Classroom assistants have unclear role 

Classroom assistants are common in schools; they help pupils who require special support. But there are no national regulations concerning their function, or requirements concerning their qualifications. In an overview study from Linköping University, researchers conclude that it is not clear whether classroom assistants should be used as principal teachers for these pupils.

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The Swedish school system employs approximately 20,000 classroom assistants, and this number is increasing. The classroom assistant’s job is to help pupils who need special support. Although classroom assistants make up a considerable proportion of the school system employees, and the Swedish National Agency for Education views them as special support, the agency does not specify how or what the classroom assistants are to do.

“The Swedish Education Act lays down that teaching is to be based on a scientific foundation. For this reason, we asked ourselves whether this special education measure is supported in science. One conclusion we draw is that it’s not clear that classroom assistants should be used as principal teachers for these pupils”, says Henrik Lindqvist, post-doctoral researcher at LiU’s Department of Behavioural Sciences and Learning, and principal author of the study.

Together with Rickard Östergren and Lotta Holme at LiU, Henrik Lindqvist has conducted an overview of the existing research on classroom assistants in the school system. The aim of the study was to investigate the free role of the classroom assistant in the classroom, and to determine whether there is support in science for what the classroom assistants offer. The study has been published in Pedagogisk forskning I Sverige, a Swedish scientific journal.

The criteria for the studies that the researchers reviewed were that they had to be empirical studies, published 2009–2017, focussing on children between 6 and 12 years of age who require special support, and be concerned with classroom assistants with a freer role in the classroom. Sixteen articles, all published abroad, met these criteria.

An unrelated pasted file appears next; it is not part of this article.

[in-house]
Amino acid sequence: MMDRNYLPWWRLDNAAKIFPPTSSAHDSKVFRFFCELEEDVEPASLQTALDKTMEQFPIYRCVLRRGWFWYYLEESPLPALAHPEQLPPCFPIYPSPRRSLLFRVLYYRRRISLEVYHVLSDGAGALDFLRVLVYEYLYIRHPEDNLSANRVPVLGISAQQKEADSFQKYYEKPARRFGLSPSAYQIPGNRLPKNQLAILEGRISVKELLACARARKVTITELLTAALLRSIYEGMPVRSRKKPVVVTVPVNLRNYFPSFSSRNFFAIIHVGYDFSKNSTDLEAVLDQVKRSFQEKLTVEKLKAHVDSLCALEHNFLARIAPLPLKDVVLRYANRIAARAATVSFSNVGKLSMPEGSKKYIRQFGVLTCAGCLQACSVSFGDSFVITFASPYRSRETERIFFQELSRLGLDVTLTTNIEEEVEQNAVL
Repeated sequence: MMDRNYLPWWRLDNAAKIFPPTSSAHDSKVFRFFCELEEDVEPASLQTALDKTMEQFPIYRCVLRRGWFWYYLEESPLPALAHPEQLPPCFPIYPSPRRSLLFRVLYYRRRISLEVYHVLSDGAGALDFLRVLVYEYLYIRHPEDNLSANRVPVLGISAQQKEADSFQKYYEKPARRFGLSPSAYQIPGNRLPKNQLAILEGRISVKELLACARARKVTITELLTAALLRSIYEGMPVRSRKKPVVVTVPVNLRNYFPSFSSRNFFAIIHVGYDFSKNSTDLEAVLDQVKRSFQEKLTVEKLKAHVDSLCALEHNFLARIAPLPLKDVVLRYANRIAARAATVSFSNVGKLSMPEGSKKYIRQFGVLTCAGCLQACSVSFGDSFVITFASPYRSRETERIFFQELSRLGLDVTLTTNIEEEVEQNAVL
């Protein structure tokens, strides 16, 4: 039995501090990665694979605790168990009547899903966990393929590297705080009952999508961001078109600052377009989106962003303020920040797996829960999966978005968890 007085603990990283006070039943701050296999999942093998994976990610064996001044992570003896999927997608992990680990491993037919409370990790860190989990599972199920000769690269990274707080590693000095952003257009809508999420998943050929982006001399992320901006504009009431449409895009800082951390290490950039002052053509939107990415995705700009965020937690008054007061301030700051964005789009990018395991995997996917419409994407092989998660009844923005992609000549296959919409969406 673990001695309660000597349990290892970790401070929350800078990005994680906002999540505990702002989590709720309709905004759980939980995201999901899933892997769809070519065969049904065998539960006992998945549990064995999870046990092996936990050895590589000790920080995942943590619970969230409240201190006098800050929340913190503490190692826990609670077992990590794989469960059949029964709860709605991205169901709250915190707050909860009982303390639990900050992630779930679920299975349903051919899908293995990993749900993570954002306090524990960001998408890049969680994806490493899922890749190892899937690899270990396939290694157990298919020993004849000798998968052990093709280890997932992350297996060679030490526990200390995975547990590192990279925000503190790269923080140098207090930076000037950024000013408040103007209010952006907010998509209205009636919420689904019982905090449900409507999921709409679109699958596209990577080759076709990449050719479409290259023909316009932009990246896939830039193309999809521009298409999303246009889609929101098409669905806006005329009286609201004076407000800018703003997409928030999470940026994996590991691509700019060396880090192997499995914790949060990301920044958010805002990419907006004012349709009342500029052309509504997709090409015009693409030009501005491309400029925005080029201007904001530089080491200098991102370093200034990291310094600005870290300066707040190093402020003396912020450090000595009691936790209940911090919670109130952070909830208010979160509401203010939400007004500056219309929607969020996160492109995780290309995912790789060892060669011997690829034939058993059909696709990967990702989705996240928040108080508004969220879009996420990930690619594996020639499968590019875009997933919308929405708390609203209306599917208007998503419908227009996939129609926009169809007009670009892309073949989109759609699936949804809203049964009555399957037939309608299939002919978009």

Untrained, with lots of responsibility

The study of the 16 articles showed that there are risks to using untrained personnel for pupils in need of special support.

One risk factor is that the classroom assistant to a large extent becomes the principal educator for pupils in need of special support. This means that the classroom assistant makes learning-related decisions and adapts assignments – things they are not trained for. Further, the pupil can end up dependent on the assistant, because the pupil needs the assistant to be present to complete their assignments. The collective research indicates that it is the teacher, not the classroom assistant, who should have both the expertise and the responsibility for the pupils’ learning.

Another risk factor is that the “expert” classroom assistants can acquire a particular role, with respect to children who require special support. As expert, the classroom assistant is expected to promote the inclusion of these children, and make learning-related decisions. In addition to the assistants lacking the training for these duties, the research shows that the presence of the classroom assistants leads to the teacher not making the teaching accessible for all pupils.

A further consequence of the classroom assistants’ work could be a decline in the social relations between the pupils in need of special support, their classmates and their teachers.

However the investigative research also identifies certain success factors, for instance that the classroom assistant can mitigate the relationship between certain pupils and teachers who have had difficulty managing pupils in need of special support. The classroom assistant can also have a positive effect in that classroom behaviour improves. However this seems to benefit the work situation of the teacher more than the pupil in need of special support.

Because the study is based on international research, Henrik Lindqvist notes that one must take care with transferring the results to the Swedish context:

“The very fact that there is no Swedish research to consult demonstrates that it is very much needed. Classroom assistants are quite a large professional group, and it is important for us to know how their role works. Possible areas to investigate from a Swedish point of view are to conduct efficacy studies in order to determine how classroom assistants affect the learning of pupils, and how classroom assistants perceive their own work, as well as how pupils perceive them.”

The study: 
Elevassistenter i skolan - En forskningsöversikt. (Classroom assistants in school – A research overview) Henrik Lindqvist, Rickard Östergren, Lotta Holme. Pedagogisk forskning i Sverige, Vol 25 No 2-3 (2020).
https://doi.org/10.15626/pfs25.0203.06

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